It is a legal requirement to possess car insurance when driving on a public carriageway. This means that theoretically one can drive without insurance in a place to which there is no public access. Car insurance is available in the following three options: comprehensive, third-party and third-party fire and theft. Comprehensive insurance covers damage to your vehicle, as well as to that of the other party. Third-party insurance covers damage to the other party involved in a road traffic collision. While third-party fire and theft insurance is similar to third-party insurance, except that it covers the owner’s vehicle in the event of fire damage or theft. The law of the land states that a driver must be in possession of third-party insurance, as a minimum, when driving a vehicle in a public access area.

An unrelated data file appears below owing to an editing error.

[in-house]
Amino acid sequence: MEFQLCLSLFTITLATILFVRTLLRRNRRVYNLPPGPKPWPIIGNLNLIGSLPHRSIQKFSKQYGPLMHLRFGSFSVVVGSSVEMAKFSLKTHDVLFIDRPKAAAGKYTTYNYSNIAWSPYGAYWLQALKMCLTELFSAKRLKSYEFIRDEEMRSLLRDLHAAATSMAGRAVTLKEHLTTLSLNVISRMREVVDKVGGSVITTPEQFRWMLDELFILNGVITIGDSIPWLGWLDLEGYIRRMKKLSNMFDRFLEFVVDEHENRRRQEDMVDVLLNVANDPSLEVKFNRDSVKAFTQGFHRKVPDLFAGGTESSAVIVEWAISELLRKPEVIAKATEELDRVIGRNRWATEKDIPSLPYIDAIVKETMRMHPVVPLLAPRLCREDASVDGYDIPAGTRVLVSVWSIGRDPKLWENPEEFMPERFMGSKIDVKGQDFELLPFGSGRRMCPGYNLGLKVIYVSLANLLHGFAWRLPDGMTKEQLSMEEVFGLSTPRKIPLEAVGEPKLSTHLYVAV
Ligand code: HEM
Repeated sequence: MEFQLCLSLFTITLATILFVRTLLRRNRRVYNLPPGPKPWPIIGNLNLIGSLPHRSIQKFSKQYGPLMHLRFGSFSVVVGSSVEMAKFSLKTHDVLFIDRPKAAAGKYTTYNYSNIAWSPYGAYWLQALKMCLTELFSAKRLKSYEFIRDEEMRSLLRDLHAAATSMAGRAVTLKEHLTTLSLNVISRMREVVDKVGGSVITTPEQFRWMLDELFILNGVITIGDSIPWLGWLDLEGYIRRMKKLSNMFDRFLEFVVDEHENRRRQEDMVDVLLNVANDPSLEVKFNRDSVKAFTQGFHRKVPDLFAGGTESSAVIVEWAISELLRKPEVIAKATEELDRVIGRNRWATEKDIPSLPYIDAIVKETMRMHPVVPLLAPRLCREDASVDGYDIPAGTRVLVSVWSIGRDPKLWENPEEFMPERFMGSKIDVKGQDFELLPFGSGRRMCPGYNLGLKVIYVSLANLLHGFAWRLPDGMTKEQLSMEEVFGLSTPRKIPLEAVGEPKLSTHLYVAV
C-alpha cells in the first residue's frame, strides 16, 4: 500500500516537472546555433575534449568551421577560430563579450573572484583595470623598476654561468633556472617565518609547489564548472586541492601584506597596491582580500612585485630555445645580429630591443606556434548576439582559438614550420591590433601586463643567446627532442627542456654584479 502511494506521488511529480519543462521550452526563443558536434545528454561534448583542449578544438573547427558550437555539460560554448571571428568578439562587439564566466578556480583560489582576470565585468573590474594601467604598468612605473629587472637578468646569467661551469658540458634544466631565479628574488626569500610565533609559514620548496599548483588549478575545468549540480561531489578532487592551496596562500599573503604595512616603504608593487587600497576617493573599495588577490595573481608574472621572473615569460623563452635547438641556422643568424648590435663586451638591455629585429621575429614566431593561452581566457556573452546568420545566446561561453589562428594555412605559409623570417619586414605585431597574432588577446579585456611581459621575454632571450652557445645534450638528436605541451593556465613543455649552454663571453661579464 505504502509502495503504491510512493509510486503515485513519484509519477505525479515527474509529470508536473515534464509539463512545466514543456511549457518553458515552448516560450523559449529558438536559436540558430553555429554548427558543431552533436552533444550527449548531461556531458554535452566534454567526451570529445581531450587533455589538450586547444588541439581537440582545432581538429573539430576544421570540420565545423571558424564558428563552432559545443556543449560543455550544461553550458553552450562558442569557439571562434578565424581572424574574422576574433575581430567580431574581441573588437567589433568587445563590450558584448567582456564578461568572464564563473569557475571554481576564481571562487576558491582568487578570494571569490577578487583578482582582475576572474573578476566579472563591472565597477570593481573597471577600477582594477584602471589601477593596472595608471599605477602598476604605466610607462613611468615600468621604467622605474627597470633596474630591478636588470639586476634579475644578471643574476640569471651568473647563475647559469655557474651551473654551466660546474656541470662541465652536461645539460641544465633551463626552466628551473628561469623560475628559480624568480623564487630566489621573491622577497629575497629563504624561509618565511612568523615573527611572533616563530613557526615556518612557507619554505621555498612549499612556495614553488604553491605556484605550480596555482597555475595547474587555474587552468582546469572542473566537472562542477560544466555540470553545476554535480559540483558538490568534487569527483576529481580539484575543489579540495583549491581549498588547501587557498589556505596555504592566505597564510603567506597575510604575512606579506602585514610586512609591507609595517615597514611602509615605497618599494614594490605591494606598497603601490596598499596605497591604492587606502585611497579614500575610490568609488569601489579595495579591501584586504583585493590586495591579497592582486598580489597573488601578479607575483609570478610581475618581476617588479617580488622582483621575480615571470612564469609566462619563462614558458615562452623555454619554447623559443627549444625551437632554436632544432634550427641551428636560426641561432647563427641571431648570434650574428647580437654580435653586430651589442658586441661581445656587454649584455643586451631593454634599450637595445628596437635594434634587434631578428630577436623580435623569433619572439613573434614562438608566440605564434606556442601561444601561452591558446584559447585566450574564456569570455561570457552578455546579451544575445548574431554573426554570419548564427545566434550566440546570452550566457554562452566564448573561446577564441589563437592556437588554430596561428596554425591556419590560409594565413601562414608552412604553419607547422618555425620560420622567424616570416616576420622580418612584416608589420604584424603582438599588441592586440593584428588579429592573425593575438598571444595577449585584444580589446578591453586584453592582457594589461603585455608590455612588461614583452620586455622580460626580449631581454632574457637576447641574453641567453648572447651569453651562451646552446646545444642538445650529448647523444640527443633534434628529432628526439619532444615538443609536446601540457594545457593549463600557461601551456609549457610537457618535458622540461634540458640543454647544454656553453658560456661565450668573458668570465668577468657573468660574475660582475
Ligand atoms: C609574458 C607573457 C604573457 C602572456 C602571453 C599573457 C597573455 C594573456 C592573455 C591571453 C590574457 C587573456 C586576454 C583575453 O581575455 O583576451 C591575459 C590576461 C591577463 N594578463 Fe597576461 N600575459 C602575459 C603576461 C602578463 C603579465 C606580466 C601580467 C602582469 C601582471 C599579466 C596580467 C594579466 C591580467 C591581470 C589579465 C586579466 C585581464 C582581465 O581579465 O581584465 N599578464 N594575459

The immediate consequences of driving without any form of vehicle insurance are a fixed penalty fine of £300 and six penalty points against the driver’s license. The police are allowed by law to seize the vehicle, even in the event it is not owned by the person driving it, and the power to destroy it. Courts have greater jurisdiction than the police, depending on the severity of the instance in which a vehicle was being driven without insurance, such as driving a heavy goods vehicle without insurance or driving with neither a driving license nor insurance. Courts can deliver an unlimited fine and even disqualify you from driving. The expenses of driving without insurance are not easily shaken off. The court may consider you liable for paying court costs and you are most likely to receive higher premiums from insurers when you seek a return to the roads.